So, what to do?
I remember my first Taiji teacher would guide his class though repetitions of the Yang style empty hand form, making corrections for each student; more extension here, wider stance there – until we were a single body moving in unison.
Once we had learnt a section of the form, we would then look back at the techniques covered, and practice our ‘fighting techniques’ with each other.
Of course, our applications were sloppy compared to our practice during the form – partly due to the fact we were all ‘new’ to these techniques, and partly down to the fight that, when engaging with another person; either in practice or reality, you are entering into an imperfect situation.
Our teach would say; “In Single Whip, the right hand extends outward with the hook hand, then turn the body back to the left, whilst our left hand sweeps around, we step forward with the left foot and strike with the right hand.”
Even trying to read this back, it seems complicated! So of course, we try to apply Single Whip as teacher has said – our partner punches, we connect and lead his right punch off to our right with our right hand, I get ready to swoop by left hand as I turn back to the left to deliver my kungfu death blow and…. Bugger! My partner is to close to me! I can’t make Single Whip work! Ok, ok, it’s just because I’m a beginner, let’s try again…
And so on, and so on…
As students of the martial arts, sometimes we allow ourselves to put our teachers on a pedestal. Images of Mr. Miyagi getting Daniel-san to wash cars, sand floors and paint fences etc. come into our minds, and we decide that, although we can’t see the benefit now, teacher must know what he is doing!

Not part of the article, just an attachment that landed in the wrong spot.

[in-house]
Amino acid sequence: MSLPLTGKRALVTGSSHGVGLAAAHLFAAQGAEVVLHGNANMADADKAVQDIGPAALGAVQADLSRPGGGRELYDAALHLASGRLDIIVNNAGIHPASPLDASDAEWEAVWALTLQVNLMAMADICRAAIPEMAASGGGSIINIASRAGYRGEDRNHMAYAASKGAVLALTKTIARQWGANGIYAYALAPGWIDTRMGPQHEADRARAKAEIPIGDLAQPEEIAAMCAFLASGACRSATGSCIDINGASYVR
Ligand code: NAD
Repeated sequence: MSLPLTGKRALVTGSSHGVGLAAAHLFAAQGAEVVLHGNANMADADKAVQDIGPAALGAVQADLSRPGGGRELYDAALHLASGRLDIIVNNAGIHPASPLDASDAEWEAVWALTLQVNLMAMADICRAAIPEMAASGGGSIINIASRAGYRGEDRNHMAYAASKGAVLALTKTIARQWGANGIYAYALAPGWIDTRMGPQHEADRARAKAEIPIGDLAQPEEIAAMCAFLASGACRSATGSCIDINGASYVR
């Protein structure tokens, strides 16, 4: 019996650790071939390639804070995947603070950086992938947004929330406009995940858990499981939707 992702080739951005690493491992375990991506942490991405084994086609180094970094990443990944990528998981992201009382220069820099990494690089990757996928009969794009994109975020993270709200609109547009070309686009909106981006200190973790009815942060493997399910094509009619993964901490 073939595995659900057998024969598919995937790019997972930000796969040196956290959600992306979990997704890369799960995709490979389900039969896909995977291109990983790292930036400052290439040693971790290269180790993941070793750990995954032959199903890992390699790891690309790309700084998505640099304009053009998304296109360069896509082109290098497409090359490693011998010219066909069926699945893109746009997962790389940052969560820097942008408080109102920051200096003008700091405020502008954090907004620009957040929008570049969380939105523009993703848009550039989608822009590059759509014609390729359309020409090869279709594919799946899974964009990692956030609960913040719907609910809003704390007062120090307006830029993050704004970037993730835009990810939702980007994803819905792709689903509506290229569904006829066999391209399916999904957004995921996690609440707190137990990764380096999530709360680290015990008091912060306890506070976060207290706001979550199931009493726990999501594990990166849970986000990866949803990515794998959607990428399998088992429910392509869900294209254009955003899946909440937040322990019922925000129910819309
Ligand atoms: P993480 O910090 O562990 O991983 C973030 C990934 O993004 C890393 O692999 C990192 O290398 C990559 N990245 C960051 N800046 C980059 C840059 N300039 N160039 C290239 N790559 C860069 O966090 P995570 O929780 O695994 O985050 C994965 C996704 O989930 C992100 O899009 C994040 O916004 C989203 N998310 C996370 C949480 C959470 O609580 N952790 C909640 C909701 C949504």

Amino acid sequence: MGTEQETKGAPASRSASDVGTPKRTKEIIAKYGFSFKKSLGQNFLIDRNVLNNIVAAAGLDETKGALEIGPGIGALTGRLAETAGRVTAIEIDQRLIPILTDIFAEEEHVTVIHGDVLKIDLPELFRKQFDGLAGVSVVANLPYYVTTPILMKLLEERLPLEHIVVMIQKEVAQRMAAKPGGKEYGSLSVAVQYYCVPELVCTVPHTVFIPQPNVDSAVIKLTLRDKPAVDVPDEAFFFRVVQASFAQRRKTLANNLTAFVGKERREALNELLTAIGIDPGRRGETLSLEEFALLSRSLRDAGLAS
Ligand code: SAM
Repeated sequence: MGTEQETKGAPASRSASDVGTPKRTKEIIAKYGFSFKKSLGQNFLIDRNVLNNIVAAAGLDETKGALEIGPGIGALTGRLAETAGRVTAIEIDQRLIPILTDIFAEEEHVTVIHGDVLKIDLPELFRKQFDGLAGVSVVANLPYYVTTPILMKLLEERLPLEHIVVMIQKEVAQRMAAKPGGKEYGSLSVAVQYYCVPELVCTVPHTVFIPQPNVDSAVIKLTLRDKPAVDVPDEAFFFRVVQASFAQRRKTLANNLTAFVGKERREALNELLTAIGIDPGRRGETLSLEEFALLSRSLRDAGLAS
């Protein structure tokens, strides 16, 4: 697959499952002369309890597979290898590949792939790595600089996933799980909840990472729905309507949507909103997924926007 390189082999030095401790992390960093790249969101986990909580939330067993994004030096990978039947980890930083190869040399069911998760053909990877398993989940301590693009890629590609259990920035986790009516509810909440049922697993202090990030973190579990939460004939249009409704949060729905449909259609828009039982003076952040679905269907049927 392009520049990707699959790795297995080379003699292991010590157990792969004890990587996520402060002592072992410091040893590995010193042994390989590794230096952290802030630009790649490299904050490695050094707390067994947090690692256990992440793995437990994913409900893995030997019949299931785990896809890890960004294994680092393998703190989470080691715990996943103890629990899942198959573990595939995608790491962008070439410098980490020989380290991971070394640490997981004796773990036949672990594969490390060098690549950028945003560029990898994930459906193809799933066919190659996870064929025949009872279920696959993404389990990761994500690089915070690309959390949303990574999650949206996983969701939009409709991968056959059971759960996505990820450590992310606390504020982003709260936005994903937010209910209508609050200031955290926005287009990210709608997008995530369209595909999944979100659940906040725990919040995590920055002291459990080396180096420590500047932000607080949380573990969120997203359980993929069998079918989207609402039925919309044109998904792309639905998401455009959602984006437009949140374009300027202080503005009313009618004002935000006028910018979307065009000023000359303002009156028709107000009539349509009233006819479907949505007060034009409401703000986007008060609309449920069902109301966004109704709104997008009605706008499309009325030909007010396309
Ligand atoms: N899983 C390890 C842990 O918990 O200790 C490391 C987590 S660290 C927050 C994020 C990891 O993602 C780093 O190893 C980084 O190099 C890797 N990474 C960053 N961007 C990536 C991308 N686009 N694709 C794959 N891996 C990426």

Unfortunately, this is not always the case.
When I met my third Taiji teacher, he had a radically different approach to any Taiji that I had experienced thus far.
“Form is the LAST thing you learn!” He would proclaim.
Our group was small, but all of us were there to practice the martial aspect of Taiji. Teacher would pick one or two Taiji techniques – the techniques that made up the form – and he would explain their martial functions.
“Here in Ward Off, my opponent punches with his right, my left hand intercepts, and directs his punch to my right hand, which pulls using Cai, whilst I explode-step forward, my left forearm expands with Peng into my opponents throat!” and then we would spend the session practicing these techniques, swapping between partners to find out how to make them ‘work’ on different builds.
So we would learn the fighting techniques that were used in the form. And once we had learnt the techniques that made up a section of the form, we would the be shown how to link them together into the sequence, for solo practice.
It was after about six weeks of training with him that I first saw my third teacher demonstrate the first section of the Yang Taiji form. Most of the movements were quite similar to how I had learned, although they looked a lot more natural, even as practiced slowly. The stances were there, but were more like casual steps than defined Bow-Arrow stance, or False Leg stance.
The arms were not extended as far from the body, and the movements seemed a lot sharper than I had learned with my previous teachers. Martial function was evident in every expansion and contraction.
I could see that this man used his solo form to practice his fighting techniques, as opposed to some who try to use their form to generate their fighting techniques.
And that is the key. To stop treating our forms as devine how-to guides for our styles. We have to take a form and tear it apart into it’s individual pieces and practice, practice, practice and practice some more.
And then, when you string it all back together, practice the form as your practiced the fighting. You’re form might look a lot different, but it may well be more functional than it was before.